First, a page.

According to the May 2, 2017, U.S. Drought Monitor, moderate to extreme drought covers 5.0% of the contiguous United States, a decrease from last week’s 6.1%. However, areas in extreme drought increased from 0.03% last week to 0.13%. Exceptional drought, the worst category, continued to remain absent from the country for the 15th consecutive week.
A series of deep upper-level troughs dominated the jet stream flow over the contiguous United States this U.S. Drought Monitor week. Cold fronts associated with the troughs kept temperatures well below average across the central to western Lower 48, while upstream ridging gave the eastern states a warmer-than-normal southerly flow.
The upper-level troughs generated surface low pressure systems that brought above-normal precipitation to parts of the Rockies and central Plains, much of the Midwest, and Northeast. But, the storm track missed much of the Southwest, Northern and Southern Plains, and Southeast. The slow-moving upper-level troughs and surface lows funneled Gulf of Mexico moisture into the mid-Mississippi Valley, resulting in heavy rain that reduced drought but caused extensive flooding.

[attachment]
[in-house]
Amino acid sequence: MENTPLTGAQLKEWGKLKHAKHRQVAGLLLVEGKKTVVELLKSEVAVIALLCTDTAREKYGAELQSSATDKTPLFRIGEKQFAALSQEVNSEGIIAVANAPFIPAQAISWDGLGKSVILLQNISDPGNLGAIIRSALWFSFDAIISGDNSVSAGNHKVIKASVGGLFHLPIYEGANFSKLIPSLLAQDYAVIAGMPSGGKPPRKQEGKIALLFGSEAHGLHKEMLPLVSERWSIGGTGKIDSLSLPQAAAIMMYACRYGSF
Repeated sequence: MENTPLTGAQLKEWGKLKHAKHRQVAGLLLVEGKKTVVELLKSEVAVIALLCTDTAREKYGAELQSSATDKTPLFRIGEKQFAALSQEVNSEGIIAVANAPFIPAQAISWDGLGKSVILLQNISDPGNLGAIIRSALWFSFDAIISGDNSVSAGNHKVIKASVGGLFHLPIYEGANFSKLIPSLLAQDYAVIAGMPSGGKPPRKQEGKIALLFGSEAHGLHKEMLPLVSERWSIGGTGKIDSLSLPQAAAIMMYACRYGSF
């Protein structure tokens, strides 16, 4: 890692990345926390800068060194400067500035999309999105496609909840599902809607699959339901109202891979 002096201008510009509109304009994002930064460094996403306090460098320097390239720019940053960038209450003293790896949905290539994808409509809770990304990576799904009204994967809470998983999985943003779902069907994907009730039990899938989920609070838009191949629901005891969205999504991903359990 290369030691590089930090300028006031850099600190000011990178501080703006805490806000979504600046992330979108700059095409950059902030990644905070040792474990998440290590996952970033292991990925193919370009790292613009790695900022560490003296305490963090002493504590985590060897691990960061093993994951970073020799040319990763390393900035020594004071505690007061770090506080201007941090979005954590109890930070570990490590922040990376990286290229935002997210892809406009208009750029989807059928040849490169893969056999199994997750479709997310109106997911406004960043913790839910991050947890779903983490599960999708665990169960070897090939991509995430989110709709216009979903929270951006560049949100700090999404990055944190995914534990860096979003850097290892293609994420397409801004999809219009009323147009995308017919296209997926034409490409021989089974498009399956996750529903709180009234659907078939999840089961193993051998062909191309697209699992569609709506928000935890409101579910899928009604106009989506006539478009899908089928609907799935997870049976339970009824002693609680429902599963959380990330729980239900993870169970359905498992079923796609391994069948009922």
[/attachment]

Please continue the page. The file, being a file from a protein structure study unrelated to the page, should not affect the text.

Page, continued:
In addition to Drought.gov, you can find further information on the current drought as well as on this week’s Drought Monitor update at the National Drought Mitigation Center. See their recent news releases.
The most recent U.S. Drought Outlook is available from NOAA’s Climate Prediction Center and the U.S. Department of Agriculture provides information about the drought’s influence on crops and livestock.